Members of the LGBT community, representatives of local non-profit groups and people living in the West Hollywood West neighborhood turned out tonight for the first of two public meetings about L.A. Pride.
Tonight’s meeting, organized by the City of West Hollywood, was intended to elicit feedback on the Pride parade and festival in June, with attendees noting what they liked and what they didn’t like about the event. But it quickly turned into criticism of the direction in which the new management of Christopher Street West (CSW) has taken the event and of CSW’s lack of transparency and engagement with the community. CSW is the non-profit group that puts on the annual L.A. Pride.
Several of the speakers talked about their disappointment that CSW had decided to change the weekend of events in West Hollywood Park into what it called a “music festival” whose goal was to appeal to Millennials. That involved adding a number of music performances and an initial CSW decision, later partially reversed, to reduce the presence of the transgender, lesbian and leather community events at the festival. One speaker, who identified himself as having been a volunteer with CSW for several years, said that Chris Classen, named CSW’s president last year, told him that he wanted the Pride festival to be the “gay Coachella” and that it wasn’t intended to appeal to every LGBT community. Classen said he didn’t recall saying that.
Representatives of several non-profit groups complained about problems communicating with CSW. A representative of the L.A. LGBT Center’s addiction center said he had trouble making contact with the right people at CSW to plan the center’s involvement with the festival. Jamie Baker of Being Alive, an HIV service organization, objected to CSW’s decision to segregate non-profit organizations from booths paid for by corporate sponsors. “We should not be placed outside the festival or placed on ‘non-profit’ row,” he said. Baker also said representatives of Being Alive were treated rudely. “We should not be yelled out, threatened with sanctions and in our case being called a bitch.”
Classen also was criticized for making important decisions, such as turning the Pride event into a music festival, with a small cadre of fellow board members rather than allowing the full 12-member board to vote on them. While Classen said all major decisions were presented to the board for approval, several speakers said other board members had told them that wasn’t true.
Manny Rodriguez, who lives in the West Hollywood West neighborhood several blocks from the festival, complained about the festival’s impact on parking in residential areas.
“Because of the way it’s going, and the direction that it’s taking away from its original intent, why should we as a neighborhood have that burden?” he asked. “Our residents are unfairly inconvenienced by having to be the parking lot for this music festival.” Rodriguez also criticized the festival’s programming. “The only relevance to the gay liberation movement I think is the parade,” he said. “Everything else is just a show …. Why does it have to corrupt the gay liberation movement by having it be so commercial?”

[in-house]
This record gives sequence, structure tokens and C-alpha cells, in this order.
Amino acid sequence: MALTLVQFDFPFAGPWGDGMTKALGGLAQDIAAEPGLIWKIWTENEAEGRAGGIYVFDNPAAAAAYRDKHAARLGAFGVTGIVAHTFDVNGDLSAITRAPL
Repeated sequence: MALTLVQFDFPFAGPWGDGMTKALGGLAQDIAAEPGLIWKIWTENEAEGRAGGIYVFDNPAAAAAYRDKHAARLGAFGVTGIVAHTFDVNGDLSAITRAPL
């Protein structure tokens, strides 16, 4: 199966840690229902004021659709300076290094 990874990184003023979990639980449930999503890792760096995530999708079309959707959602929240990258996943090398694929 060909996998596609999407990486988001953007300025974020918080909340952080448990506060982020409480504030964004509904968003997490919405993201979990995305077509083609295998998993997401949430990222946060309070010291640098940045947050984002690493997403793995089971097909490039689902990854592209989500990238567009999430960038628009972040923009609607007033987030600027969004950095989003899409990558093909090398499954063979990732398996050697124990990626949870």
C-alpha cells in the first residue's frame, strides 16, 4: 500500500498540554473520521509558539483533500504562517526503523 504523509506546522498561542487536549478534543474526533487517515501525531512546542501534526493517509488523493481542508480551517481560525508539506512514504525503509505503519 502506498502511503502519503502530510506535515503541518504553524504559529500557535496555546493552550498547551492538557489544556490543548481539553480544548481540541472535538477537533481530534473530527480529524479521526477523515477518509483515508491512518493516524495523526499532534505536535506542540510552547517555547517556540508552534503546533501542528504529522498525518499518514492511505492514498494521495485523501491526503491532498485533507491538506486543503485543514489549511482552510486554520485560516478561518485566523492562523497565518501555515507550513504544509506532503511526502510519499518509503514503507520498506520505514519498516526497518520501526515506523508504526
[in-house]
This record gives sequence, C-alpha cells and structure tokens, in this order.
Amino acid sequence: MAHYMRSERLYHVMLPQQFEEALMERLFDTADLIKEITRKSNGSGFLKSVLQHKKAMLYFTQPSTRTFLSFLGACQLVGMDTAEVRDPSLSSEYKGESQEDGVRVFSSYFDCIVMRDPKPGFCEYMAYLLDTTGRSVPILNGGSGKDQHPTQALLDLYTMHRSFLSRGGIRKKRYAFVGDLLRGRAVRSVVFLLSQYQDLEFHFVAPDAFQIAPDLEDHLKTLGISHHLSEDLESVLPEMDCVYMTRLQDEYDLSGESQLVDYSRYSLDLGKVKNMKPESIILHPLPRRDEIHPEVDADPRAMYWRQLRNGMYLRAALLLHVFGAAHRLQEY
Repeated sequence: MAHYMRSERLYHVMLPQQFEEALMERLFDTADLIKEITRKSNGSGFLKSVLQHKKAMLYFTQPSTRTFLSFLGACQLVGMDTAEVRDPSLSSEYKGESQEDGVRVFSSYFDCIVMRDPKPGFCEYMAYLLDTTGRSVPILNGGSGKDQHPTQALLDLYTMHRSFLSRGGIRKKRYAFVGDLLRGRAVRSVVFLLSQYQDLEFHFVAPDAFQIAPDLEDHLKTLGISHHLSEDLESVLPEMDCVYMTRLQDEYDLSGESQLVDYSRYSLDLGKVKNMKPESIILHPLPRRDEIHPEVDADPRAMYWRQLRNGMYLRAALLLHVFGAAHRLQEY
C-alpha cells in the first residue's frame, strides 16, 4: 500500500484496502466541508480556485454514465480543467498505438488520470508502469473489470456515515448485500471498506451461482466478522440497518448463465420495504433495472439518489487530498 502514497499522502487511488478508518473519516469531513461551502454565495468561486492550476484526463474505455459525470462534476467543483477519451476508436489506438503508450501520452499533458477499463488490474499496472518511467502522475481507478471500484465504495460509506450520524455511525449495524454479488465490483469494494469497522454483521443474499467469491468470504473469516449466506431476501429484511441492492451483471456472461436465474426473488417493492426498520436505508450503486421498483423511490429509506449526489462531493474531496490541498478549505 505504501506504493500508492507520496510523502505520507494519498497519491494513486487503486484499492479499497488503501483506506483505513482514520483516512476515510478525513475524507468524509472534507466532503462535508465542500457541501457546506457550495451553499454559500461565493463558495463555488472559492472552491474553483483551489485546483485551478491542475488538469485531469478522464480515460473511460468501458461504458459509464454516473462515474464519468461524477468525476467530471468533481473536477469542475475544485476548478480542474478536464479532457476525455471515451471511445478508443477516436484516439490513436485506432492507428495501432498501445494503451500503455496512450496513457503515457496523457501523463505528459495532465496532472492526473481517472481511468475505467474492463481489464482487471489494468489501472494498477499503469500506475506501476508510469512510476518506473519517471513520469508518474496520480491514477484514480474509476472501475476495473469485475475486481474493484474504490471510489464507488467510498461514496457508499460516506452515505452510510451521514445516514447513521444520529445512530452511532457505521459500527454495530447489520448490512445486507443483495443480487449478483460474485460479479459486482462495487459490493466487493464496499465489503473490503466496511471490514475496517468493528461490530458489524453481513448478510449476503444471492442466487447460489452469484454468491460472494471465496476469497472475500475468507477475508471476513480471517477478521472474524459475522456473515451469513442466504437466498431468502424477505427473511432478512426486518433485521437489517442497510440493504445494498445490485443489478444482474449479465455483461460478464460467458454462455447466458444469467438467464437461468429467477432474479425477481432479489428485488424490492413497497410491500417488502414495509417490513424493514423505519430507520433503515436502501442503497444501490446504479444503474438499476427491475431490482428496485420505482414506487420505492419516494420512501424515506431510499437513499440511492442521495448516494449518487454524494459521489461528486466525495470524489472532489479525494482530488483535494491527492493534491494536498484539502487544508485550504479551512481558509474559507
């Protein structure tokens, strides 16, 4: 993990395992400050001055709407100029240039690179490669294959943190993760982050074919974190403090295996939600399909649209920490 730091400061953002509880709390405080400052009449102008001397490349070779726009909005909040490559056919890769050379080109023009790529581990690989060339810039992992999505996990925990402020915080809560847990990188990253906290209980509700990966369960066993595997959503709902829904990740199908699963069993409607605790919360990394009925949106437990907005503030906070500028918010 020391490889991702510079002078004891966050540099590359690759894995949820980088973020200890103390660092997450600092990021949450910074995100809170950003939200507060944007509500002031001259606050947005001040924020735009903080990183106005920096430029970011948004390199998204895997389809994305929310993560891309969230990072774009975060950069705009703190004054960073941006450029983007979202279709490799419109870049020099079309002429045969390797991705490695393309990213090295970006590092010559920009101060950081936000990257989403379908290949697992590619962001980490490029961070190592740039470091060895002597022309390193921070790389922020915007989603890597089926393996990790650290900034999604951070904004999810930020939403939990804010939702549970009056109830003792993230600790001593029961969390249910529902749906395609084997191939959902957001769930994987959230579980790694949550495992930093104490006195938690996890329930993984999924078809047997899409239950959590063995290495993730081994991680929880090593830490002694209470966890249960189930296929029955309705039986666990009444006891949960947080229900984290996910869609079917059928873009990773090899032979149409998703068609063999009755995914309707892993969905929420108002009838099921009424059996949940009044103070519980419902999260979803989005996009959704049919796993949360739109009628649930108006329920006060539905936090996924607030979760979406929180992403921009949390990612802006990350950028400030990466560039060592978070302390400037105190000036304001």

Joseph Arrelano, who identified himself as a 28-year-old Millennial, said he had volunteered for CSW for the last three years and is disappointed on its music festival focus. He said he is upset that “the past has been lost….. I believe in order to pursue forward we must look to the past to lay down the future.”
Several speakers brought up the cost of tickets to the festival, which were increased initially by 40% for admission on Saturday and on Sunday (CSW lowered the increase to 17% after complaints by the community). Eric Gonzales of the Los Angeles Volleyball Organization said that the festival looked impressive with its array of large LCD screens and props and decorations. “But was it really necessary?,” Gonzalez asked. “Could reducing that reduce the cost and the tickets?”
Ivy Bottini, a prominent lesbian activist, pressed Classen to explain what she said were efforts to make the festival exclusionary. She cited CSW’s effort to market private cabanas in an area of West Hollywood Park from which regular festival goers would be excluded. “You could rent one for $2,500 a day,” Bottini said. (CSW did attempt to market expensive private cabanas with unobstructed views of the main music stage but dropped the effort for lack of response.)
In response to other questions and criticism, Classen said CSW is updating its website, which currently focuses only on the Pride music events and doesn’t list board members, its mission statement or its financials. He also said CSW would soon be releasing its 2015 tax return, which the Internal Revenue Service requires to be made public for non-profits. Asked whether CSW had lost money on this year’s event, Classen said they was likely. He said CSW wouldn’t know for sure until it actually collected the revenue its corporate sponsors had agreed to pay for floats in the parade and booths at the festival.
Classen also was pressed on opening up the board of directors to new members. He said the board will be accepting nominees in September and voting on them in October. Several current board members who have been excluded from some major CSW decisions say they have been threatened with being booted off the board if they speak publicly about their concerns about CSW’s management.
Mayor Lauren Meister, who attended the event along with City Councilmember John D’Amico, has asked for another community meeting on Aug. 17 at 6:30 p.m. at the West Hollywood Park Auditorium, 647 N. San Vicente Blvd. south of Santa Monica. Meister said that event will focus not on problems with the past event but on the next one. Meister invited those who couldn’t attend tonight’s meeting to offer their opinions on L.A. Pride through a survey on the city’s website.